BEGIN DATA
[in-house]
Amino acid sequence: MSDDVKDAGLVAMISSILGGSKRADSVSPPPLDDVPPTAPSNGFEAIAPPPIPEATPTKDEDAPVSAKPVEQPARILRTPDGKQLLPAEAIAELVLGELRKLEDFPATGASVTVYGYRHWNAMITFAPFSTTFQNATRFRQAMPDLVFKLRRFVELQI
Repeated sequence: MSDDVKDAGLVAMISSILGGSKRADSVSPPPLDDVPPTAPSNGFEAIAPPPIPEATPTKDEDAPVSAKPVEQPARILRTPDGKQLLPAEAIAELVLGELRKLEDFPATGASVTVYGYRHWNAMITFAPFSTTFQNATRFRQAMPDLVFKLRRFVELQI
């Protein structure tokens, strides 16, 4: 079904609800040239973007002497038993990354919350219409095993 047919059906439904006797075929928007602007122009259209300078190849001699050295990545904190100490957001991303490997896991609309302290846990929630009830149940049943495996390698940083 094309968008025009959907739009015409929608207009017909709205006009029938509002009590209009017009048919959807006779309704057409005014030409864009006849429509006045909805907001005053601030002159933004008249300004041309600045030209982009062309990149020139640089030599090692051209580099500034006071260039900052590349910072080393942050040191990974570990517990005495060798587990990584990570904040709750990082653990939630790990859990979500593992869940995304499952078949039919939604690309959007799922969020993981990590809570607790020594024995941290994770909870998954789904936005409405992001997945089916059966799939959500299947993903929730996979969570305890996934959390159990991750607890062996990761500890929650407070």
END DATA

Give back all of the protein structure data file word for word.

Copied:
[in-house]
Amino acid sequence: MSDDVKDAGLVAMISSILGGSKRADSVSPPPLDDVPPTAPSNGFEAIAPPPIPEATPTKDEDAPVSAKPVEQPARILRTPDGKQLLPAEAIAELVLGELRKLEDFPATGASVTVYGYRHWNAMITFAPFSTTFQNATRFRQAMPDLVFKLRRFVELQI
Repeated sequence: MSDDVKDAGLVAMISSILGGSKRADSVSPPPLDDVPPTAPSNGFEAIAPPPIPEATPTKDEDAPVSAKPVEQPARILRTPDGKQLLPAEAIAELVLGELRKLEDFPATGASVTVYGYRHWNAMITFAPFSTTFQNATRFRQAMPDLVFKLRRFVELQI
């Protein structure tokens, strides 16, 4: 079904609800040239973007002497038993990354919350219409095993 047919059906439904006797075929928007602007122009259209300078190849001699050295990545904190100490957001991303490997896991609309302290846990929630009830149940049943495996390698940083 094309968008025009959907739009015409929608207009017909709205006009029938509002009590209009017009048919959807006779309704057409005014030409864009006849429509006045909805907001005053601030002159933004008249300004041309600045030209982009062309990149020139640089030599090692051209580099500034006071260039900052590349910072080393942050040191990974570990517990005495060798587990990584990570904040709750990082653990939630790990859990979500593992869940995304499952078949039919939604690309959007799922969020993981990590809570607790020594024995941290994770909870998954789904936005409405992001997945089916059966799939959500299947993903929730996979969570305890996934959390159990991750607890062996990761500890929650407070």